Left untreated, gingivitis might develop into periodontitis. Periodontitis is a serious disease of the gums that destroys bone and damages the soft tissues of the mouth. People who have periodontal disease may lose their teeth and suffer from chronic bad breath. The Centers for Disease Control and Prevention reports that up to 47.2% of U.S. adults suffer from periodontitis. Recently, researchers in South Korea discovered a link between periodontal disease and the development of dementia. Given the prevalence of periodontal disease, this research has far-reaching implications. Treating periodontitis and getting regular dental care might help you to prevent dementia later in life.
Link found between periodontitis and dementia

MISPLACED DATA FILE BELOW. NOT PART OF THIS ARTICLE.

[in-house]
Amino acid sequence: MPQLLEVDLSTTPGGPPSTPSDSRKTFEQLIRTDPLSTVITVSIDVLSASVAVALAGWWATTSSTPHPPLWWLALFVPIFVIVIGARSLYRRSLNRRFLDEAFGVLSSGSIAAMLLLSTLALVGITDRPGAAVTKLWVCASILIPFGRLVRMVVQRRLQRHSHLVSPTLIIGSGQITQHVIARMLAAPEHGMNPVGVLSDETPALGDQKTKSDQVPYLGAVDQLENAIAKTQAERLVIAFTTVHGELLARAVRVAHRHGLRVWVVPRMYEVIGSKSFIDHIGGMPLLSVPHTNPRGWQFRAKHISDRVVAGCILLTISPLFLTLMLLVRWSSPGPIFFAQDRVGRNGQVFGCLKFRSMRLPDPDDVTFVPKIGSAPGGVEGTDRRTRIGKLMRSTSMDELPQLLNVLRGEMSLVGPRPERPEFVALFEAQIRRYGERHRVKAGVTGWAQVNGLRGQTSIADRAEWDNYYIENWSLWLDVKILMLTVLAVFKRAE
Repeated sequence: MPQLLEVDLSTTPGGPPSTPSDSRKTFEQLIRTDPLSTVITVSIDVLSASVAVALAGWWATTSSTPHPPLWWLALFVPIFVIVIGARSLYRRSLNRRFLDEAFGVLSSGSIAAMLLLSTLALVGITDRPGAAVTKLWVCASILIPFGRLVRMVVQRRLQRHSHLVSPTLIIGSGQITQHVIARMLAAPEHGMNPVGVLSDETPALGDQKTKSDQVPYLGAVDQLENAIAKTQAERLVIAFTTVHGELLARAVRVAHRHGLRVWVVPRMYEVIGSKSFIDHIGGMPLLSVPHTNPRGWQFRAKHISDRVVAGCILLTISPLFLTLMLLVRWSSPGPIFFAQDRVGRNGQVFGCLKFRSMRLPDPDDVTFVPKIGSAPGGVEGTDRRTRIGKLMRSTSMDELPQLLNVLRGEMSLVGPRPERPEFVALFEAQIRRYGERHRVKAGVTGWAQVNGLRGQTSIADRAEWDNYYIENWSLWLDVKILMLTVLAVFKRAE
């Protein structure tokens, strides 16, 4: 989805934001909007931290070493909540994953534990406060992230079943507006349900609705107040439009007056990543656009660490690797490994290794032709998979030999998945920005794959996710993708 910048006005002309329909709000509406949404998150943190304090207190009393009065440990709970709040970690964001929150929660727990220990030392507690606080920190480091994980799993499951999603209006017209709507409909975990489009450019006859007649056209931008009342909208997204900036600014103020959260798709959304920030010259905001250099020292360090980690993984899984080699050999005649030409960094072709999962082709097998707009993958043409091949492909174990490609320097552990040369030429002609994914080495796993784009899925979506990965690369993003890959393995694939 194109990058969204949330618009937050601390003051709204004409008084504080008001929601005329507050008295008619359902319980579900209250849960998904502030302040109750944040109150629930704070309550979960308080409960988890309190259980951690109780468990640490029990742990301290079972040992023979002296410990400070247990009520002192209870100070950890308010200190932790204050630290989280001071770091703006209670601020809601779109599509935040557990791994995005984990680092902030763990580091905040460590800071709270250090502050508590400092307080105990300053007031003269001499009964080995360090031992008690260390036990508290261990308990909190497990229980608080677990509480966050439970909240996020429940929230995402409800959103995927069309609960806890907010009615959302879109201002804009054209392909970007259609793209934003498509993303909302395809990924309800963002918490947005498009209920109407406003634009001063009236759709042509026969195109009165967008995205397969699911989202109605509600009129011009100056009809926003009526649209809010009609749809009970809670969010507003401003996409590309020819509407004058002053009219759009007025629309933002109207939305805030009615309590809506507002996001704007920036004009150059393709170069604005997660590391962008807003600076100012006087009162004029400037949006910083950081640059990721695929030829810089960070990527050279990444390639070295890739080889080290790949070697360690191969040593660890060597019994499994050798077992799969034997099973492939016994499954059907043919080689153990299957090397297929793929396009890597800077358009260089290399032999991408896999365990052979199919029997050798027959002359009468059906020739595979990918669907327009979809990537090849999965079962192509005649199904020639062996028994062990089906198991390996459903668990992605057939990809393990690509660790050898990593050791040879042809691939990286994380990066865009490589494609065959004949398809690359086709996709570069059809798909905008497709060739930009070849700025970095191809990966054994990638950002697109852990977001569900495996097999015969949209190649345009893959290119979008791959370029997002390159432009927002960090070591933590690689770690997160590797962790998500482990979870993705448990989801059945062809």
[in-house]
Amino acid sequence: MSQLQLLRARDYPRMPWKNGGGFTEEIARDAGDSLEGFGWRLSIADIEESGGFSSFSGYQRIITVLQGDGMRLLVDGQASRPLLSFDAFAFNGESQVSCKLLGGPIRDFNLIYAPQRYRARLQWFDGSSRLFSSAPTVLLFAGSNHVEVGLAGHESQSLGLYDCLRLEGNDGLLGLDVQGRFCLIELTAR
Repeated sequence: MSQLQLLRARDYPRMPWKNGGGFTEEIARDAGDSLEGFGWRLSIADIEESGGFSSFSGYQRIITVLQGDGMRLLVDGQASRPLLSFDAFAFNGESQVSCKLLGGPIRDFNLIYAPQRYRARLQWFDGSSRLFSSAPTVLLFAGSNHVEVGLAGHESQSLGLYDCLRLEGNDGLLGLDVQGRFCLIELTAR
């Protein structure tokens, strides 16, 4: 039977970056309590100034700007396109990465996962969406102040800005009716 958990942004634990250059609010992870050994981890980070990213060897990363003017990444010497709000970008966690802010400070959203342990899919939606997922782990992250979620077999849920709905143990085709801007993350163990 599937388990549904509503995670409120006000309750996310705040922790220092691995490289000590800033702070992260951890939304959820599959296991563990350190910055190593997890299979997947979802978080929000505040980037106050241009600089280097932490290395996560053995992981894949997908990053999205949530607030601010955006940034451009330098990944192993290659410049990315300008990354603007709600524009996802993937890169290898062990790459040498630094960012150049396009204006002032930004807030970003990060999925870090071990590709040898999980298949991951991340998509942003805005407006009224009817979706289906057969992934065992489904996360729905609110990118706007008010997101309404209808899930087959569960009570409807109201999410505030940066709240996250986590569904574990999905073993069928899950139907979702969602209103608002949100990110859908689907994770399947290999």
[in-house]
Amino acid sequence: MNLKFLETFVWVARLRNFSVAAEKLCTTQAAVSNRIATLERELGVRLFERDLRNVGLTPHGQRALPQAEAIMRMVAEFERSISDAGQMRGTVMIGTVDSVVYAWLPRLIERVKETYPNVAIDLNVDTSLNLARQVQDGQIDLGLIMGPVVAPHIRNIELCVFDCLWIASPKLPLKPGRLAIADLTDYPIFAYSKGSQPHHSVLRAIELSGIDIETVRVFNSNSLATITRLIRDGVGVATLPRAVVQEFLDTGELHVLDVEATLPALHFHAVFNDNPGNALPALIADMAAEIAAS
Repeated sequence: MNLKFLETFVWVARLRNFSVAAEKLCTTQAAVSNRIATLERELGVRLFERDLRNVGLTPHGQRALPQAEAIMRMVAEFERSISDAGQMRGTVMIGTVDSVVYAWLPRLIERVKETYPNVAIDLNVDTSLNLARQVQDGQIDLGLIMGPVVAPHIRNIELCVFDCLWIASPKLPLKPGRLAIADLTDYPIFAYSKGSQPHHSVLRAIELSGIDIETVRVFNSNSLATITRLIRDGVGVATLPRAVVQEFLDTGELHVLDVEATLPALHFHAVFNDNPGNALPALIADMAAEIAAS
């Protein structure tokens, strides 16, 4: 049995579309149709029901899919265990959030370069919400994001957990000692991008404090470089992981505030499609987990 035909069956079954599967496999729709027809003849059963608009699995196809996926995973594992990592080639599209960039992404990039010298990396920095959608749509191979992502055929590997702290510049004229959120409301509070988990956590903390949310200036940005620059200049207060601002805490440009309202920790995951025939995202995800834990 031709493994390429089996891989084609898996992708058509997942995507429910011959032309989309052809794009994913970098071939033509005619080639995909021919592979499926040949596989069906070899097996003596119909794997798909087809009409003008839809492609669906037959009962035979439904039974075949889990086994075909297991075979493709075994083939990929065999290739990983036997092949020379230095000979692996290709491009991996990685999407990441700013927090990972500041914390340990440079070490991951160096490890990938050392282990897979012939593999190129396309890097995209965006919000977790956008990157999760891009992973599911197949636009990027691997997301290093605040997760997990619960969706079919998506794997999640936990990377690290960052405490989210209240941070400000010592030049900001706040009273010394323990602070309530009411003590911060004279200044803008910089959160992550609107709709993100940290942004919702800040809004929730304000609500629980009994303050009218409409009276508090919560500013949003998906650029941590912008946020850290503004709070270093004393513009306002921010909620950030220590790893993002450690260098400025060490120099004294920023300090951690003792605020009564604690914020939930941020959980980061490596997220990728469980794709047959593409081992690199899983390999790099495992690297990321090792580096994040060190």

The Korean researchers reviewed data from the National Health Insurance Service for 262,349 people who were age 50 and older. The NHIS provides health insurance to all Koreans and collects health information. The researchers compared people with chronic periodontitis to people without gum disease from 2005 to 2015.
Over the 10-year period, the researchers found that people with chronic periodontitis had a 6% higher likelihood of developing dementia than people with healthy mouths. This higher risk persisted regardless of other lifestyle factors like alcohol consumption, smoking, and exercise. The researchers called for future research about whether treating periodontitis might lead to a lower risk of dementia.